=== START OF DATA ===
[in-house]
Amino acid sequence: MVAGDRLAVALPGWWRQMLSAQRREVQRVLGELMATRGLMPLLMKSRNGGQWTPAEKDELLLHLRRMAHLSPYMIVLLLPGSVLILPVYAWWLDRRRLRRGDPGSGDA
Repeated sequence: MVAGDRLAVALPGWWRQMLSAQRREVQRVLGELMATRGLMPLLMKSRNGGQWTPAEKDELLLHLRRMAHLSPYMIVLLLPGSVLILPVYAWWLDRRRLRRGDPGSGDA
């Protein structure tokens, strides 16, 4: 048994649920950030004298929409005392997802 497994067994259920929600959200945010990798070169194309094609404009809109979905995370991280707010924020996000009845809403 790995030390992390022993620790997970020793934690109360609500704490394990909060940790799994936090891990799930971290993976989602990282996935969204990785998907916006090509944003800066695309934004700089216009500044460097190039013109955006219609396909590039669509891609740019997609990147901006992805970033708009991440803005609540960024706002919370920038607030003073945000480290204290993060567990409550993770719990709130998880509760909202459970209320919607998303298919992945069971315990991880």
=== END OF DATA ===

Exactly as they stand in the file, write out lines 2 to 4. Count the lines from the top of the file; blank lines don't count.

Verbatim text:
Amino acid sequence: MVAGDRLAVALPGWWRQMLSAQRREVQRVLGELMATRGLMPLLMKSRNGGQWTPAEKDELLLHLRRMAHLSPYMIVLLLPGSVLILPVYAWWLDRRRLRRGDPGSGDA
Repeated sequence: MVAGDRLAVALPGWWRQMLSAQRREVQRVLGELMATRGLMPLLMKSRNGGQWTPAEKDELLLHLRRMAHLSPYMIVLLLPGSVLILPVYAWWLDRRRLRRGDPGSGDA
């Protein structure tokens, strides 16, 4: 048994649920950030004298929409005392997802 497994067994259920929600959200945010990798070169194309094609404009809109979905995370991280707010924020996000009845809403 790995030390992390022993620790997970020793934690109360609500704490394990909060940790799994936090891990799930971290993976989602990282996935969204990785998907916006090509944003800066695309934004700089216009500044460097190039013109955006219609396909590039669509891609740019997609990147901006992805970033708009991440803005609540960024706002919370920038607030003073945000480290204290993060567990409550993770719990709130998880509760909202459970209320919607998303298919992945069971315990991880």